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One of the four models of employment and social welfare adopted by countries OECD, as identified in a typography developed by Belgian economist André Sapir. Countries with 'Rhineland model' policies include Austria, Belgium, France, Germany and Luxembourg. Another term used to describe these countries is the continental social partnership model.

These countries typically have:

  • unemployment benefits and easy to access government payments.
  • publically-funded pensions.
  • early retirement wages.
  • high taxation, although not as high as in Nordic model countries.
  • strong trade unions that variably lead to high labour protection (such as in France) and/or high wages (such as in Germany).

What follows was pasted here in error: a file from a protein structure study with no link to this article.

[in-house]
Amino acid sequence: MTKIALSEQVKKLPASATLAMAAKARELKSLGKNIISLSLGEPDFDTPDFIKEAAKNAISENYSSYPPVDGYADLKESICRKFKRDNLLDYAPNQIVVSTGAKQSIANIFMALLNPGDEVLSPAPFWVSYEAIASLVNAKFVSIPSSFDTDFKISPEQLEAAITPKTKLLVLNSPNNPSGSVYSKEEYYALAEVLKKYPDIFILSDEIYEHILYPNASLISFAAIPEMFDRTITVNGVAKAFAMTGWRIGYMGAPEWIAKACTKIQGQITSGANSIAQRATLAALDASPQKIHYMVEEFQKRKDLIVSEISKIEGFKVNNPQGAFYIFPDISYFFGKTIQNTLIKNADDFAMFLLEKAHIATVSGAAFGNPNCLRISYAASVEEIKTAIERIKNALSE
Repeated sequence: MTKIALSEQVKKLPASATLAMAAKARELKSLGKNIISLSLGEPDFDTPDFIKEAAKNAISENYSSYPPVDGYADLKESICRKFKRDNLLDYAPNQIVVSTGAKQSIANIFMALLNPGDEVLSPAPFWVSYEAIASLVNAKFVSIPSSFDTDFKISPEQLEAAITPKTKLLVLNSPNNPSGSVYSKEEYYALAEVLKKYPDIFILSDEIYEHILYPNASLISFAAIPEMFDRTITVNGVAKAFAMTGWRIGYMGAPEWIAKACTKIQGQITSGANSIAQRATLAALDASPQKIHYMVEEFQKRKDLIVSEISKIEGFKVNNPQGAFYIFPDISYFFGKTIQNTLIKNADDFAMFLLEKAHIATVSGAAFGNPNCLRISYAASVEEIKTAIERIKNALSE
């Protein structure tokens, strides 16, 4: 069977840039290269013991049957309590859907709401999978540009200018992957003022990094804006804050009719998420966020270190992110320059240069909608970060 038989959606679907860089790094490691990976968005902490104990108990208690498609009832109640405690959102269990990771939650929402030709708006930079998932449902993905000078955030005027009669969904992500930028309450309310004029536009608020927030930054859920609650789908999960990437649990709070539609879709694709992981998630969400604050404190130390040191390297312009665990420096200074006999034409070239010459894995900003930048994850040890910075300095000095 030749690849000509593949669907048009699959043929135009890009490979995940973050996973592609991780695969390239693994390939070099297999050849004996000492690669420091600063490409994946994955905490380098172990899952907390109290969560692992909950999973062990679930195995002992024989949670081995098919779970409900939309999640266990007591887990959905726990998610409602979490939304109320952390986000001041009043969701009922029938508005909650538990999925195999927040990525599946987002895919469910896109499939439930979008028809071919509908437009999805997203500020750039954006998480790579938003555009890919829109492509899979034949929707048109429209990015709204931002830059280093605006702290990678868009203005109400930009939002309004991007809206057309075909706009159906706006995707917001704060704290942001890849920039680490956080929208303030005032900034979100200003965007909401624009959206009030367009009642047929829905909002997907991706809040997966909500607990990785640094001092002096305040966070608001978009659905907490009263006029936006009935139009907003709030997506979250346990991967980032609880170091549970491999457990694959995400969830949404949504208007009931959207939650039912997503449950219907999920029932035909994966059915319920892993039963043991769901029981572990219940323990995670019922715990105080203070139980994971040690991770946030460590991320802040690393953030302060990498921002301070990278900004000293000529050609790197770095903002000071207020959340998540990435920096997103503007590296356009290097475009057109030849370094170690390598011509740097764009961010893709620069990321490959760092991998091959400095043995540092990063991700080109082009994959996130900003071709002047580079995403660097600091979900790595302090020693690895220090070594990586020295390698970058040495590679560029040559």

Rhineland model countries are reasonably successful in mitigating poverty, yet nevertheless are blighted with high unemployment, especially in terms of job creation. Socially the model is fractious, splitting highly taxed workers ('insiders') against a growing population of welfare recipients ('outsiders'), who despite being adequately cared for by the state may lack a measure of social inclusion that employment provides.

    See also:
    Nordic model
    Anglo-Saxon model
    Mediterranean model

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